Nitrates occur naturally in the environment and are essential for plant growth. Excessive nitrates, more than plants can use, can contaminate the groundwater which we drink and affect the quality of our streams. Over time as agriculture practices have become more intense and housing developments and population densities have increased, nitrates have increased to the point that they are the most common contaminant in water for PEI watersheds.
In the watersheds of the Wheatley River Improvement Group (WRIG) and those of the Kensington North area where there is a large amount of human activity (agriculture, industry, residential), we have relatively high levels of nitrates with many well water samples testing greater than 5 mg/L. According to the Guidelines for Canadian Drinking Water, the maximum acceptable level of nitrates for drinking water is 10mg/L. High nitrate levels in our streams have also led to excessive algae growth and anoxic events in our estuaries. These anoxic events greatly, often terminally disrupt life in the estuaries (the upper extremities of salt water rivers and bays), and are a source of bad odour and black muck shorelines to local residents.
The Wheatley River and Southwest River watersheds have been selected by the PEI Dept. of Environment, Energy & Forestry to participate in a pilot project aimed at creating a community based process for reducing nitrate levels. These watersheds were selected in part due to a high level of participation by the farming community with environmental management and watershed issues. The partners with the project are the PEI Dept. of Agriculture, PEI Dept. of Environment, Energy & Forestry, the PEI Federation of Agriculture, along with KNWSA and WRIG and the residents and landowners in these two watersheds. There are both similarities and significant differences between the watersheds, and the two watershed groups. Close communication between the two groups exists and will continue throughout the pilot projects.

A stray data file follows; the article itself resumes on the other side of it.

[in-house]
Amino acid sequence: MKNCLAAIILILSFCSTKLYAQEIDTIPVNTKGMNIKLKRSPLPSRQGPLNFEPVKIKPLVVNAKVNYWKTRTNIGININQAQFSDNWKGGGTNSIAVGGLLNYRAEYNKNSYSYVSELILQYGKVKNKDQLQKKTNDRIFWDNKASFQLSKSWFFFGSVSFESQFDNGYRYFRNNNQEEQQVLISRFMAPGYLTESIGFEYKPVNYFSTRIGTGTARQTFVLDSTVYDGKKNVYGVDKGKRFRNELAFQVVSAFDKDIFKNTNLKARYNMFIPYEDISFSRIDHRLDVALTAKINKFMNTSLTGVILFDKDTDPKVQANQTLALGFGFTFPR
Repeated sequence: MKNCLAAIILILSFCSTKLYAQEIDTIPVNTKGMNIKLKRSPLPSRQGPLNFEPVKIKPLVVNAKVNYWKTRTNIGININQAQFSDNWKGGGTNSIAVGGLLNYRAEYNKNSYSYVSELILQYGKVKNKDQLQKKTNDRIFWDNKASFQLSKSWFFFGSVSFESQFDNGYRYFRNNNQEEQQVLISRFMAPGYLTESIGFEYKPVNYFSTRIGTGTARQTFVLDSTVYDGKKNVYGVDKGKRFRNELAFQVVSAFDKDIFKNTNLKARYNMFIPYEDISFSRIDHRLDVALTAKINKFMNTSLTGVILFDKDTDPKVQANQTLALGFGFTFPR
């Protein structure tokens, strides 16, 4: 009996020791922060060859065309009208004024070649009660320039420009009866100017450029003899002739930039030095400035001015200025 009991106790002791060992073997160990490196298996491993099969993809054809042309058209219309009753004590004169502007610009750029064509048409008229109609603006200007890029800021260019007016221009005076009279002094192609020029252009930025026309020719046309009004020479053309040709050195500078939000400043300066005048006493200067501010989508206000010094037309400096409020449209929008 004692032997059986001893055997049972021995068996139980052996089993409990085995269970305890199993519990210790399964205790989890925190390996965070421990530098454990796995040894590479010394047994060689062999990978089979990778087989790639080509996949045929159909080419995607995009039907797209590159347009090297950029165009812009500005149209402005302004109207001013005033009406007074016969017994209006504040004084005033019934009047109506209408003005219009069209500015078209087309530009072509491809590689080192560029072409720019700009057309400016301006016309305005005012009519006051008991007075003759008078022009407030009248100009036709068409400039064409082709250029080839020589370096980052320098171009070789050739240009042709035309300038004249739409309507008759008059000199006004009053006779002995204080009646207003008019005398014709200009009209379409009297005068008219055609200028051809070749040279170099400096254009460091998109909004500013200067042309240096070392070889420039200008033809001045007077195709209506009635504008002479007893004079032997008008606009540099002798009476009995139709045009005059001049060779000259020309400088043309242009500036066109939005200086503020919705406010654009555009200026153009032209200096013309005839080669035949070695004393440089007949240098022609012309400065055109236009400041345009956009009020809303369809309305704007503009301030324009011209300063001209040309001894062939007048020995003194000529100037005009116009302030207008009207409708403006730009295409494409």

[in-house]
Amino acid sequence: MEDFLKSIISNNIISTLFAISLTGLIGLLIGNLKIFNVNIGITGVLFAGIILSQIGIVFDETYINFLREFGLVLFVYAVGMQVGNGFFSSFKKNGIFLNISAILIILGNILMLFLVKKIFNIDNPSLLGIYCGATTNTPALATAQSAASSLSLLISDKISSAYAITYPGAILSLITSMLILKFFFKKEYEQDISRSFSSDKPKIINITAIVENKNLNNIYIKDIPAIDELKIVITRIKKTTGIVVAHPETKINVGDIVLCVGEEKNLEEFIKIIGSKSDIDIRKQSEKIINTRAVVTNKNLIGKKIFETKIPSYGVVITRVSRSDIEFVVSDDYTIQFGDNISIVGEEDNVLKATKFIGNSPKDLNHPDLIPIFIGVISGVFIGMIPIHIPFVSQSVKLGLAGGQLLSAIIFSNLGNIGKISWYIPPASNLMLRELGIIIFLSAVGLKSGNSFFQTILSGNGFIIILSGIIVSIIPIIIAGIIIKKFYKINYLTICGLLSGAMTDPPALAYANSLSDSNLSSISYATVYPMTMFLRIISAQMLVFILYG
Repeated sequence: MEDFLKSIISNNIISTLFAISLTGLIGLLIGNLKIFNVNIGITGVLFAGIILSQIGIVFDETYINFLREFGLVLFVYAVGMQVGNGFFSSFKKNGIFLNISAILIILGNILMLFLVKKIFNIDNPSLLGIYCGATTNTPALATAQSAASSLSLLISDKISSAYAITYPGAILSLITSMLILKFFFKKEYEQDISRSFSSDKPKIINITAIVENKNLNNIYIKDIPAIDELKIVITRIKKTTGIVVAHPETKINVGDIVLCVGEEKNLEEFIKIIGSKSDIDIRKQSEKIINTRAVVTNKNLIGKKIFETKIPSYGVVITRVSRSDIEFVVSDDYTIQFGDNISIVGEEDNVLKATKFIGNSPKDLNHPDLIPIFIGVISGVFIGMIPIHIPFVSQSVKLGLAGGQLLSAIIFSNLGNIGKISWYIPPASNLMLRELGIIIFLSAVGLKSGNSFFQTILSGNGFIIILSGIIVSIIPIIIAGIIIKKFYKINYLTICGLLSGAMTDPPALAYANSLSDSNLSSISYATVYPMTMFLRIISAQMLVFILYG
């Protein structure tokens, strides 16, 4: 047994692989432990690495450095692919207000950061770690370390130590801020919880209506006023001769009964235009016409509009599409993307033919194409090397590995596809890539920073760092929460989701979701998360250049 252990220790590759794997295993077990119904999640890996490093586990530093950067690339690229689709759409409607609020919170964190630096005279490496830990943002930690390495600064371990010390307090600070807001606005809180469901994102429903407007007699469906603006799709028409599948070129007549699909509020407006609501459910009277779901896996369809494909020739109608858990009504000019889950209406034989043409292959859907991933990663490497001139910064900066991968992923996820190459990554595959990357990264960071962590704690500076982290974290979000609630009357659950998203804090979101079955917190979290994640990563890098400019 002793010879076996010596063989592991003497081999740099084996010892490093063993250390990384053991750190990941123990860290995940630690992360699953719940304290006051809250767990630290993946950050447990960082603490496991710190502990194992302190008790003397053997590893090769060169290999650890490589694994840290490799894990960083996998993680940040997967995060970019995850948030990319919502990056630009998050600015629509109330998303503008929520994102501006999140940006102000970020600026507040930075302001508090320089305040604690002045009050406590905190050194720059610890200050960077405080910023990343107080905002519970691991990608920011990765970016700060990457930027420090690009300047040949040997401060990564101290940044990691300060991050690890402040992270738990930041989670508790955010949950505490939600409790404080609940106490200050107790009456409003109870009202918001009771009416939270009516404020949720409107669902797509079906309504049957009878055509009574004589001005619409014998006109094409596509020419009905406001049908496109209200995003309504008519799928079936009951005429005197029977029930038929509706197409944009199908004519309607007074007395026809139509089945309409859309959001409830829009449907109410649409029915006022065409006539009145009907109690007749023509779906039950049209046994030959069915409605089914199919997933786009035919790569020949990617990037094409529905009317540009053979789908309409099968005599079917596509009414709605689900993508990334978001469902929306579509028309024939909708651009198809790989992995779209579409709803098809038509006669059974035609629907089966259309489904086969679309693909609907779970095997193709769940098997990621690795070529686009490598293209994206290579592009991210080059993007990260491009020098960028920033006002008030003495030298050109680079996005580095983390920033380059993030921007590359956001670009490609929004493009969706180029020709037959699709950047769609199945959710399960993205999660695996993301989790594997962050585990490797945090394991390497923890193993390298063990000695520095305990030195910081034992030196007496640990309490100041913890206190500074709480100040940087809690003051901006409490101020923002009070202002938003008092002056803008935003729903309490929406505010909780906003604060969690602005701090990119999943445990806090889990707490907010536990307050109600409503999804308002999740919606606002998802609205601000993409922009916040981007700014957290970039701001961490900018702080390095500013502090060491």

The proposed activities for the pilot include nutrient (fertilizer, manure, crops) management planning on a watershed basis, community meetings, wetland assessments, and demonstrations. The eventual goal of both pilot projects is to come up with a draft plan for managing nitrates. A draft plan suggests that this is the beginning, and that further planning and refinements will no doubt occur.
The Wheatley River Improvement Group and the Kensington North Watersheds Association are both determined that these pilot projects will be successful in reducing groundwater nitrates without causing hardship on those who live and work in our watersheds. The benefits from this project for the Southwest River and Wheatley River watersheds will be reduced nitrate levels in wells, reduced nutrient loading in general, increased biodiversity by sensitive aquatic species, healthier soils, and increased awareness of nitrates and other watershed issues.
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|Last updated: 2012-03-06|
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